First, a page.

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A Simple Chapati Recipe

Here is a simple way to make East Africa chapati

Hot, soft, East African Chapati from


Source admin
Prep time
20 minutes
Cooking time
30 minutes
Total time
50 minutes


  • Pour the flour in a big enough bowl and add 6 - 8 table spoons of oil and salt and mix them thoroughly.
  • Add the water and knead until it forms a firm dough which should not stick on the bowl wall. (With a food processor, this process can be greatly speeded up. Please check in the instruction manual, regarding whether the machine can mix stiff dough of 1 kilo flour (just over 2lb) + other ingredients (basically 1/2 liter of water). If not, try halving ALL ingredients).
  • Prepare a clean, dry, lightly powdered rolling board. Cut the dough into 8 - 10 equal pieces.
  • Roll each to the diameter of about the size of a dinner plate. If properly mixed, even without a powdered rolling board, the dough should not be too soft or sticky. If it is, add some little flour until it is not. The consistency may vary, depending on the type of wheat flour used.
  • Heat the pan until it is relatively hot. Carefully insert a chapati and wait until the lower side just starts to dry up. Turn it over and spread about a tablespoon of oil all over the surface as the lower side dries up lightly. After a few moments, turn the chapati over and repeat the same process. If the hotplate is not too hot, the lower side should turn golden brown after 11/2 to 2 minutes. Do the same for the other side. If they brown too fast or show signs of burning without getting ready, reduce the heat. The ready chapati should feel soft and have lightly browned patches (see picture).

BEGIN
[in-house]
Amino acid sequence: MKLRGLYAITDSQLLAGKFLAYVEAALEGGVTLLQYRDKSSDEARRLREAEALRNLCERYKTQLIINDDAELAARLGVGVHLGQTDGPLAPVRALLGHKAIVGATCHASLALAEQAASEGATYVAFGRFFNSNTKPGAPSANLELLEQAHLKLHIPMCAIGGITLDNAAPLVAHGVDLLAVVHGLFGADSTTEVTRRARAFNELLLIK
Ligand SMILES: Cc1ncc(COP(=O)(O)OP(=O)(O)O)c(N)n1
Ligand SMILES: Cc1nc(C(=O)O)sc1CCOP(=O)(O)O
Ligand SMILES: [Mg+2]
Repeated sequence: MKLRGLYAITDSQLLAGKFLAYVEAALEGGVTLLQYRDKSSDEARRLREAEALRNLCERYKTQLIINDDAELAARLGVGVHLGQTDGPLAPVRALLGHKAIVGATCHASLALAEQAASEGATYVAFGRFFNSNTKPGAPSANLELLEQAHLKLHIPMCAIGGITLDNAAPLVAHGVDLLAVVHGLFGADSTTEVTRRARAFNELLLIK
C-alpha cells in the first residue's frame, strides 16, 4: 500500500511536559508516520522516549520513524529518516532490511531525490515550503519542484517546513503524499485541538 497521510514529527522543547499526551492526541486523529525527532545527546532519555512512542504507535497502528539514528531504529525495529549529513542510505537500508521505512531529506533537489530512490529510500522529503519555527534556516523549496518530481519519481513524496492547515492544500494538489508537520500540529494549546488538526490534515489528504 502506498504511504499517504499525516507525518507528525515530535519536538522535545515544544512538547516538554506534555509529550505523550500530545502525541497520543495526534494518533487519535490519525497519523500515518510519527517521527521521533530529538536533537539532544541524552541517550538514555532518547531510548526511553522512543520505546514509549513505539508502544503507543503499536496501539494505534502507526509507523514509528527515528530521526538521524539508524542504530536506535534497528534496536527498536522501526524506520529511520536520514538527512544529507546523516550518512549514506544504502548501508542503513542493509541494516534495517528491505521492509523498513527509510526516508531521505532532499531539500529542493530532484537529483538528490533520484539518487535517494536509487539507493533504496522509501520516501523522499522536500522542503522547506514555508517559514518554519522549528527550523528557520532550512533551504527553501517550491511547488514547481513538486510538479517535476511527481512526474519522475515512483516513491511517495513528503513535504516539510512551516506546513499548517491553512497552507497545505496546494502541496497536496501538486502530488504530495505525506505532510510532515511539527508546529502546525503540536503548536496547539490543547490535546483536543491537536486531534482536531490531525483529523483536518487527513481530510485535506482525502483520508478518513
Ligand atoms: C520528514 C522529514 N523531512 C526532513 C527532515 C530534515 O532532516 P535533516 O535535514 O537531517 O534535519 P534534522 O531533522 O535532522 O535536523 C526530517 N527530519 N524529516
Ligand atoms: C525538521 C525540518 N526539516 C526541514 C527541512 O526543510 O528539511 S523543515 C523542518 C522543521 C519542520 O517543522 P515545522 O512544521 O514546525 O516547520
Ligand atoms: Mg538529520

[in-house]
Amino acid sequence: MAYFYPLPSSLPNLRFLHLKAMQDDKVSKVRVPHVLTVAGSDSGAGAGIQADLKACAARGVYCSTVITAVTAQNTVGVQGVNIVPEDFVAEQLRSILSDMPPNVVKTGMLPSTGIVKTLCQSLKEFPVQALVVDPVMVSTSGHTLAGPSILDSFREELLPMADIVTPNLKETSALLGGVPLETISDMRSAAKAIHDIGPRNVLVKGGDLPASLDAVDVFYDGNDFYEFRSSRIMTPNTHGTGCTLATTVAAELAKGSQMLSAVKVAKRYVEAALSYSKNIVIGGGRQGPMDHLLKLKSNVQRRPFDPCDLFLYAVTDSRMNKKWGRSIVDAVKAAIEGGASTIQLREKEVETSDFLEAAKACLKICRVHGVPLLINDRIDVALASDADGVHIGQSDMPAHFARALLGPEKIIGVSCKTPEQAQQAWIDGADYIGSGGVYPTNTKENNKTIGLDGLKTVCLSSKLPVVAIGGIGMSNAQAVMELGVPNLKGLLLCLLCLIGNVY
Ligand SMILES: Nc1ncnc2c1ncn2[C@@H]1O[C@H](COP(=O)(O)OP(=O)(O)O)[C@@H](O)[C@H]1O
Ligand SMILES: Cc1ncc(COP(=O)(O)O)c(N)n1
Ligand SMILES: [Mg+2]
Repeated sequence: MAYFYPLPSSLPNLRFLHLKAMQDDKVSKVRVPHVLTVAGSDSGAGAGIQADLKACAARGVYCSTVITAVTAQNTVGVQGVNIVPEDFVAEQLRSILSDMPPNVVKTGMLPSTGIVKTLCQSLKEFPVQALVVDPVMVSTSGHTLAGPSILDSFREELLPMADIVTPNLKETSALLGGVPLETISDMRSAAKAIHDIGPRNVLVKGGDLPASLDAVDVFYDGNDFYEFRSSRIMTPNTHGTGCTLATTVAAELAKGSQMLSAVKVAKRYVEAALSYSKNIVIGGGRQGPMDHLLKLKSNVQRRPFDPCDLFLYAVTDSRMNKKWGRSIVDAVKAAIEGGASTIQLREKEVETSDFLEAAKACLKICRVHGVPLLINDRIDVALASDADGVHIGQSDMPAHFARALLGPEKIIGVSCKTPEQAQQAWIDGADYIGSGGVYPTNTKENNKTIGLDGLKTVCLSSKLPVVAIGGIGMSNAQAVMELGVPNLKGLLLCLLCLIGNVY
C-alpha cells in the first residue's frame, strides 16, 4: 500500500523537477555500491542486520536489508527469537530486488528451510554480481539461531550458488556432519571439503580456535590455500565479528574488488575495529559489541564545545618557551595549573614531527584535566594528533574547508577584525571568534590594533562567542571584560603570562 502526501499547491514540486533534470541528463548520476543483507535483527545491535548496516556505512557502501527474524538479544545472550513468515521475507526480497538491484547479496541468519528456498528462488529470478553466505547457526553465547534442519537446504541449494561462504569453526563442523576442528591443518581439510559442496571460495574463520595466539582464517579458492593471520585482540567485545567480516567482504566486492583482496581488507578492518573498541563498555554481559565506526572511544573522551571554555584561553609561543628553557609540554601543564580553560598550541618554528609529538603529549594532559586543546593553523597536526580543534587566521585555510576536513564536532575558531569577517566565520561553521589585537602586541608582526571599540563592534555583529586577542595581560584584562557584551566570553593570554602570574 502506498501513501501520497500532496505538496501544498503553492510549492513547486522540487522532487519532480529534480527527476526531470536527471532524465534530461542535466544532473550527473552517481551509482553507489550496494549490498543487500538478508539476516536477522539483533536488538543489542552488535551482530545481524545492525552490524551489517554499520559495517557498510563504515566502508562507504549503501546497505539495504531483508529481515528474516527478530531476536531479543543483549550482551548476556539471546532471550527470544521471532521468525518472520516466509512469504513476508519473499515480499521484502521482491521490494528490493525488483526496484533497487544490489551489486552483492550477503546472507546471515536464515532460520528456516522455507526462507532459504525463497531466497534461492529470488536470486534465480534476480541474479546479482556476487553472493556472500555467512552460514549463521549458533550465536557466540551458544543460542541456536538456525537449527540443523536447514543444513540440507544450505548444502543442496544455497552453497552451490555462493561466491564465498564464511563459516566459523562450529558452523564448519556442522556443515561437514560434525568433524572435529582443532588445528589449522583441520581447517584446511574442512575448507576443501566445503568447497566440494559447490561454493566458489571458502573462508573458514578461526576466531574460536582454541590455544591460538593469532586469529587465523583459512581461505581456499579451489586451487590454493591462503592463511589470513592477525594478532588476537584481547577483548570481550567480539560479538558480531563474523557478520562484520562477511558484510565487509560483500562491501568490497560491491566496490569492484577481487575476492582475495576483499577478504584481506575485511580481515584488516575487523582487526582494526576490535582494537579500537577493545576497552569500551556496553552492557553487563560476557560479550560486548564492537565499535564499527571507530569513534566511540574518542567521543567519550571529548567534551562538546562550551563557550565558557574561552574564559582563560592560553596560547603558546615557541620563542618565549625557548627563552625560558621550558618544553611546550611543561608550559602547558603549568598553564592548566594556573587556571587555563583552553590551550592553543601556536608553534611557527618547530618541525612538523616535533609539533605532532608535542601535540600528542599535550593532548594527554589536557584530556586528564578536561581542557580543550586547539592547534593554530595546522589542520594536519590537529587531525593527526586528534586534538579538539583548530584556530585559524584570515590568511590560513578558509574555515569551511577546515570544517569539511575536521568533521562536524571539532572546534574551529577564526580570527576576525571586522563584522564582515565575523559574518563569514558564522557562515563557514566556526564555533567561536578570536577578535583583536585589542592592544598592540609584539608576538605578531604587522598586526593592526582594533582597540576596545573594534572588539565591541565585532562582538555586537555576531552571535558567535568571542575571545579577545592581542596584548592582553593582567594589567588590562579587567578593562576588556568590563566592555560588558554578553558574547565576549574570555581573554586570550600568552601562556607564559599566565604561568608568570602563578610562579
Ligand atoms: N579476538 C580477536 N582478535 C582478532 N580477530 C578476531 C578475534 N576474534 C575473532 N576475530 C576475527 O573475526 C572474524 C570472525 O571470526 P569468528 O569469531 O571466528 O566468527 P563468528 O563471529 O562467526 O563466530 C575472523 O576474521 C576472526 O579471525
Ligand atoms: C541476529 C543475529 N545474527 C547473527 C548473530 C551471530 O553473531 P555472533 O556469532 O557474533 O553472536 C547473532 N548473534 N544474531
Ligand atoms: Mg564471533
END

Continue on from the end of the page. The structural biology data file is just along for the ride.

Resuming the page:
If one is fast enough, one can roll a chapati, while also minding the one in the pan. At such a pace, the total preparation time, should be about one hour.
For the beginning, you could halve ALL ingredients. In the accompanying video, half the ingredients are used.


NOTES : Chapati is best eaten warm and with most good meat or poultry sauces, as well as with vegetables. It can also be enjoyed with a cup of tea or coffee. Cold chapati can be warmed up on a not too hot pan. It then tastes fresh and soft...

Chapati, which is widely eaten in many different parts of East Africa and India is prepared in different ways. In India for example, very little or no oil is used. Feel free to share your method if it is considerably different.


Check out another chapati recipe, which is more elaborate than this ==> Mercy's Chapati Recipe, but with better chapatis.

Recipe from OrbitUganda.Com

Mar 25, 2012



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